FName: String; //This is old-style.
FName := "Mike Prestwood";

Var Age: LongInt; //Local variables.
MessageBox.Show(Fname + " is " + Age + " years old");

//Assign values too...
Var Wife: String:="Lisa"; Var WifeAge: Integer:=32;
messagebox.Show(wife + " is " + Wifeage + ".");
Q&A: Partial Methods versus Abstract Methods

What is the difference between a partial method and an abstract method?


Both are very similar in usage. However, a partial method is a callable empty method whereas an abstract method is a defined method in a parent class that must be implemented in a child class. Contrast this with a partial method which can be implemented in a child class but does not have to be. Partial methods are common with code generators for managing events.

Topic: Tool Basics

Delphi Prism Deployment Overview

Prism projects require the .Net framework and any additional dependencies you've added such as Crystal Reports.

In Visual Studio.Net, you can create a Setup and Deployment project by using any of the templates available on the New Project dialog (Other Project Types).

Prism doesn't directly support ClickOnce. At least not yet. In other words, there isn't a Security tab on the solution properties dialog. To create a ClickOnce deploy package, search the internet for mage.exe and mageui.exe.

In addition, you can use any of the many free and commercially available installation packages.

Q&A: Delphi Prism IDE vs VS.Net
Question: Does Delphi Prism look and feel like Visual Studio or Delphi? In other words, is Delphi Prism VS.Net or Delphi?


Delphi Prism is Visual Studio.Net. If you have Visual Studio.Net installed, the Delphi Prism installation plugs into your existing VS.Net installation. If you don't own VS.Net, the installation installs the Visual Studio Shell before plugging in Delphi Prism.

Q&A: Delphi Syntax vs Prism Syntax

How close is the syntax for Delphi for Win32 and Delphi Prism?


Pretty close. You will definately be comfortable but there are differences. Delphi Prism includes a "compatibility" switch you can use that will enable certain "Delphi for Win32" language features so you can increase your comfort level. This option can be set on a per-project basis as part of the project options tab.

Although I'm just getting started, I will be documenting differences in my Delphi and Prism Cross Reference Guide. This guide will help when you switch from one language to the other.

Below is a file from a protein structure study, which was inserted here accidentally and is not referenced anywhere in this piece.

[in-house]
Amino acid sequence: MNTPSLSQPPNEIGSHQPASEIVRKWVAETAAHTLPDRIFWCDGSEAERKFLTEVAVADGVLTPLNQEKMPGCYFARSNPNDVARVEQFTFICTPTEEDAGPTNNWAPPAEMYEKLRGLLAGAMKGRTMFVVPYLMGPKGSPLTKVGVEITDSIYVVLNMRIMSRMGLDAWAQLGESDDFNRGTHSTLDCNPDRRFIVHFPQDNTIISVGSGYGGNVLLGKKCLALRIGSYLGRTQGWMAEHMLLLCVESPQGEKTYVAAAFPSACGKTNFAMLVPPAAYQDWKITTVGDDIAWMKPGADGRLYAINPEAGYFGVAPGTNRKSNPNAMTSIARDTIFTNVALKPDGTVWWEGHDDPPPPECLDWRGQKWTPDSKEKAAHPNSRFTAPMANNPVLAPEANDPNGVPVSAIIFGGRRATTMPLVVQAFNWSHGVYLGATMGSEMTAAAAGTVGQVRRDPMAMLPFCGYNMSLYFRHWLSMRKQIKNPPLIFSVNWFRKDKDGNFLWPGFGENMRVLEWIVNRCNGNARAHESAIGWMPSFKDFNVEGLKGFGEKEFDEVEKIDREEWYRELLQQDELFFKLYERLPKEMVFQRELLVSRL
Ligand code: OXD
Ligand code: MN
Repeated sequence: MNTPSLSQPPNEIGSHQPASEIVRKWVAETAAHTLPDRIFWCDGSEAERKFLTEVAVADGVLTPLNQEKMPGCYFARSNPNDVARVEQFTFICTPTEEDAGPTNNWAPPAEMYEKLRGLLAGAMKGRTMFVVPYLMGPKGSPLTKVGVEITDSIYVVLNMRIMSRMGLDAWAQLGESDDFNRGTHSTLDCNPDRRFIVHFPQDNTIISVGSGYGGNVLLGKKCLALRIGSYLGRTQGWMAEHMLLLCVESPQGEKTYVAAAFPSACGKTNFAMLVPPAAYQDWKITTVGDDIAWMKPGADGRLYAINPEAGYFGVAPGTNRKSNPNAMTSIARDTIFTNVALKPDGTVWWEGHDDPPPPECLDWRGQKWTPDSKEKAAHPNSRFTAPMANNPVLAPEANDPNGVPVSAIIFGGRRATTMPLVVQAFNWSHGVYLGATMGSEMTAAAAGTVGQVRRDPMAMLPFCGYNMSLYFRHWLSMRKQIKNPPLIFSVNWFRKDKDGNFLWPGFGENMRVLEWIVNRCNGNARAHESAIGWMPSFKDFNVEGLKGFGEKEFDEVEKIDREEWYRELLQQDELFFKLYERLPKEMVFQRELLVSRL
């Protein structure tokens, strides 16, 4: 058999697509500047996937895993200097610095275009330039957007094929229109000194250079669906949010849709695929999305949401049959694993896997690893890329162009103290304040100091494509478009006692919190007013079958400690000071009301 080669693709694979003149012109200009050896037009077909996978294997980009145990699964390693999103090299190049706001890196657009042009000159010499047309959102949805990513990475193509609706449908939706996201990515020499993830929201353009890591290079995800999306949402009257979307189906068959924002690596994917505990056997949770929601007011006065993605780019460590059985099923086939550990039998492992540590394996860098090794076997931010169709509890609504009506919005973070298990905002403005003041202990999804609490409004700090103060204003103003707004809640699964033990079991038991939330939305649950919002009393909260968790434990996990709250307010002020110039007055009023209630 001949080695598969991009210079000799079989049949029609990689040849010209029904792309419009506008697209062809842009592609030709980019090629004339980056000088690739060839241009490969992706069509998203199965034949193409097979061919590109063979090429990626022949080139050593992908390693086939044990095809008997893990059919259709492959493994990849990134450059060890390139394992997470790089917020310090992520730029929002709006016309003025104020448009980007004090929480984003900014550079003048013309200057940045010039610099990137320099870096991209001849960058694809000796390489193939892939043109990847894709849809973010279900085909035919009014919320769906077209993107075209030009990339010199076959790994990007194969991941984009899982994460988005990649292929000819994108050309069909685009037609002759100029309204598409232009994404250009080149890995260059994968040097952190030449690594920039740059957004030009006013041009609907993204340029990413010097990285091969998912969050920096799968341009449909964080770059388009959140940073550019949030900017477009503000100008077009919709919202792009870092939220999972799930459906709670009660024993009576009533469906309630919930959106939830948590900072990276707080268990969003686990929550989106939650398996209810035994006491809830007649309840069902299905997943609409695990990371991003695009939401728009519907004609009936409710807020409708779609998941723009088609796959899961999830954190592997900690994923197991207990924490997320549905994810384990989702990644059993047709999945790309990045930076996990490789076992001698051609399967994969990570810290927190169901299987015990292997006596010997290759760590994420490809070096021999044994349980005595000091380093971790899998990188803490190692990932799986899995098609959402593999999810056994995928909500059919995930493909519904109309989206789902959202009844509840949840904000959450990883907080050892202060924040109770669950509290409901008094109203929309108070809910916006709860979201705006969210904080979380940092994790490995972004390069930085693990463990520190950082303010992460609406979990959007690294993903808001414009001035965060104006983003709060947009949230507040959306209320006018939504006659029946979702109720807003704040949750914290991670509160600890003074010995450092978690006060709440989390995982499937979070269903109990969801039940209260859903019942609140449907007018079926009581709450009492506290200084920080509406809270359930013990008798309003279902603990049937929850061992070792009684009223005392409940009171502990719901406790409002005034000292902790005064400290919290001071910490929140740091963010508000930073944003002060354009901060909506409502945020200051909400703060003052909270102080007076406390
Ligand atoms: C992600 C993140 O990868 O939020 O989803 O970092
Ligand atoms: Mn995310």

Q&A: Share Code with Delphi and Prism

Can I share code between a Delphi and a Dephi Prism project? I want to have a single source Win32 and .Net application.


No, not really. Because both are Object Pascal based, you could share routines but there are enough syntax differences that make sharing large amounts of code difficult.

Use Oxidizer to help port your Win32 Delphi application to a .Net Prism application.

You can also try out ShineOn which is an implementation of the Delphi for Win32 RTL.

Q&A: VCL.Net in Delphi Prism
Question: I'm a big fan of VCL.Net. Is VCL.Net a part of Delphi Prism?


No. For existing VCL.Net based applications I recommend you stick with Delphi 2007 until it's time to convert it to Delphi Prism.

Topic: Language Basics

Delphi Prism Case Sensitivity (No)

Prism is generally not case sensitive. Commands and variable names are not case sensitive.

Note: Prism (and Delphi for .Net) do not automatically match your typed case with the defined case as C# and VB.Net do within the Visual Studio Shell.

The following demonstrates command and variable case insensitiviy.

 FullName: String;
 fullname := 'Mike Prestwood';
Delphi Prism Code Blocks (begin..end)

Same as in Delphi for Win32 but Prism also supports inline variable declaration.

function DoSomething : integer;
 a, b : integer;
 a := 1;
 b := 2;
 var c : integer; //Prism allows inline (local) variables.
 c := a + b;
 result := c;
Delphi Prism Comparison Operators (=, <>)

Same as Delphi.

//Does Prism evaluate the math correctly? No!
//This is different than later versions of 
//Delphi that muse MaxSingle in math.pas.
If .1 + .1 + .1 = .3 Then
MessageBox.Show("not correct");
Delphi Prism Custom Routines (method, procedure, function)